I believe and know a lot of folks are price sensitive and will make buying decisions based on cost and similar features.

    The market for handsets is > 1,350,000,000 each year.  Of that number, the percent that are smartphones is growing faster than the overall market.  I think smart phones now account for 40% of all handsets sold.  It was barely 15% in 2007.

    How much of that 40% does Apple need to get (with half of all handset profits) to be wildly successful?  By the end of calendar 2012 it is estimated that Apple will have a 30% share (about 170,000,000 units).

    On the other hand, HTC, Motorola, RIMM, Nokia, Sony/Ericcson and Samsung are fighting for share in that portion of the market (87%) that generates less than 1/2 of all handset profits.  Now enters two third tier, no name brands, ZTE and Huawei, that are undercutting the Android manufacturers on price, and growing rapidly, taking away what little oxygen the second tier players had.

    Apple doesn’t want any part of this market.  It’s a race to the bottom, just as Dell has found, and Packard Bell/NEC, ATT, Olivetti, IBM, Compaq, Tandy, Singer and several others before them.

    I no sooner post the above, when I find this:

    http://tinyurl.com/Apple-Redesigns-Battery

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    Posted: 20 January 2012 07:30 PM #8

    Gregg Thurman - 20 January 2012 07:45 PM

    Forbes has an article that may explain how Google is able to proclaim huge activation numbers, while their better known “partners” aren’t selling that many.  It isn’t particularly good news for Google, or its “name partners”.

    http://tinyurl.com/Activation-Disconnect

    I would be looking for a massive shakeout in the handset market in the next 12 months.

    Thats a great article.

    I can see the same situation already happening here in New Zealand & Australia. (Huawei is already the 2nd biggest handset vendor behind samsung in NZ. Apple third).

    I think possibly that the USA is the only territory where the chinese might have a problem, due to the fact that in the US there is little benefit in buying a cheap prepaid handset, when the expensive data plans are still required (so you might as well get a higher price handset subsidized by that data plan).

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    Posted: 20 January 2012 09:00 PM #9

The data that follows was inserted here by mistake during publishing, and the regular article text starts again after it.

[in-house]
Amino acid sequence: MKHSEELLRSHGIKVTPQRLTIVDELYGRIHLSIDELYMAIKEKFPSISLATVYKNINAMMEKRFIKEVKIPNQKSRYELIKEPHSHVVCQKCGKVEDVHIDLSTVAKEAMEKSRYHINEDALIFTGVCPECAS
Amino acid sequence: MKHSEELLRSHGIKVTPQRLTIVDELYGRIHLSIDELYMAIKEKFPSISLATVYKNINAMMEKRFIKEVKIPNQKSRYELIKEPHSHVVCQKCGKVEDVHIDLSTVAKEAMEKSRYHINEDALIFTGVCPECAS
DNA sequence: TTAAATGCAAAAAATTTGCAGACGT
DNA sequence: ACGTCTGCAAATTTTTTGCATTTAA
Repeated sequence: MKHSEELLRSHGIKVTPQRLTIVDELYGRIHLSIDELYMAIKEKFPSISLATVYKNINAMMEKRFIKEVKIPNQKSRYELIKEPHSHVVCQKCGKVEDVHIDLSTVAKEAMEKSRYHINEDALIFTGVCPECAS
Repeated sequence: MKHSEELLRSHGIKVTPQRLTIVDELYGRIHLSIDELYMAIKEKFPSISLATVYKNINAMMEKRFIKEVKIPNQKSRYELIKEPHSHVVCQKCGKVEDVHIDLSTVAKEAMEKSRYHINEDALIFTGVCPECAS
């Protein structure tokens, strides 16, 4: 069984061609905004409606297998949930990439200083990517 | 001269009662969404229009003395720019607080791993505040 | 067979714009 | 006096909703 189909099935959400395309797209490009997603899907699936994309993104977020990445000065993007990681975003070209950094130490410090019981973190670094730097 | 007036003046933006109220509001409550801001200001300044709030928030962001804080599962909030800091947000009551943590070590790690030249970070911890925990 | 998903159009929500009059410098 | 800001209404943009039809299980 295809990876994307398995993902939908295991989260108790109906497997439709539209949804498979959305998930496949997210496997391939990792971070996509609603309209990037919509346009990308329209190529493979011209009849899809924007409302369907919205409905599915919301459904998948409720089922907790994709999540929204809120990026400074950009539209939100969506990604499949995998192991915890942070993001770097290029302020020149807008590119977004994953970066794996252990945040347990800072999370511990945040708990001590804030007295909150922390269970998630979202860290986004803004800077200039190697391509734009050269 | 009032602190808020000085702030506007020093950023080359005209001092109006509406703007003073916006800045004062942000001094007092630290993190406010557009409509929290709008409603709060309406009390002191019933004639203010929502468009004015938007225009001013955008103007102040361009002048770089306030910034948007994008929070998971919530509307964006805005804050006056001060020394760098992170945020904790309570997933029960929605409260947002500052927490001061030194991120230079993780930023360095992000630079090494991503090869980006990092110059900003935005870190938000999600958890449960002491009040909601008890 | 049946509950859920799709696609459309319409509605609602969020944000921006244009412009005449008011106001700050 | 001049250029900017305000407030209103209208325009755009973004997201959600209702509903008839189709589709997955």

I think this article points to several key issues which affect the purchase of Mobile Phones and materially affect local markets.  The US is typical of a subsidized handset market with multi-year contracts.  In these markets handsets are relatively cheap compared to the service plan.  Apple offers handsets at 0-800 depending on plan and does well.  So the white box makers have little room for out pricing.  The other major market is the prepaid, bring your own handset.  Unlocked iPhone handsets start at about 350-1000 so their is still room for price competition at the low end of the smartphone market which is the feature phone replacement phone.  Apple must convince customers that data plans provide value and once you buy a data plan then the iPhone is the best data device.  I doubt Apple will ever be the low price producer so they must convince the consumer that they provide the best value.  Satisfaction surveys seem to indicate that consumers who purchase Apple product feel they got good value and customer loyalty remains extremely high, so value vs price becomes the key differentiator.  a percentage of the market will always assume that price is the value, and Apple will not compete for that segment.  the question becomes can they get the fence sitter who is willing to pay $200 for a handset to upgrade to a $400 Apple iPhone.

         
  • Posted: 21 January 2012 08:18 AM #10

    Gregg Thurman - 20 January 2012 10:05 PM
    Gregg Thurman - 20 January 2012 09:47 PM
    alice - 20 January 2012 09:30 PM
    Mav - 20 January 2012 09:07 PM

    How so?  Competition is and always has been everywhere.  Apple’s ASPs?  Have not budged.

    I believe and know a lot of folks are price sensitive and will make buying decisions based on cost and similar features.

    The market for handsets is > 1,350,000,000 each year.  Of that number, the percent that are smartphones is growing faster than the overall market.  I think smart phones now account for 40% of all handsets sold.  It was barely 15% in 2007.

    How much of that 40% does Apple need to get (with half of all handset profits) to be wildly successful?  By the end of calendar 2012 it is estimated that Apple will have a 30% share (about 170,000,000 units).

    On the other hand, HTC, Motorola, RIMM, Nokia, Sony/Ericcson and Samsung are fighting for share in that portion of the market (87%) that generates less than 1/2 of all handset profits.  Now enters two third tier, no name brands, ZTE and Huawei, that are undercutting the Android manufacturers on price, and growing rapidly, taking away what little oxygen the second tier players had.

    Apple doesn’t want any part of this market.  It’s a race to the bottom, just as Dell has found, and Packard Bell/NEC, ATT, Olivetti, IBM, Compaq, Tandy, Singer and several others before them.

    I no sooner post the above, when I find this:

    http://tinyurl.com/Apple-Redesigns-Battery

    Did you mean this?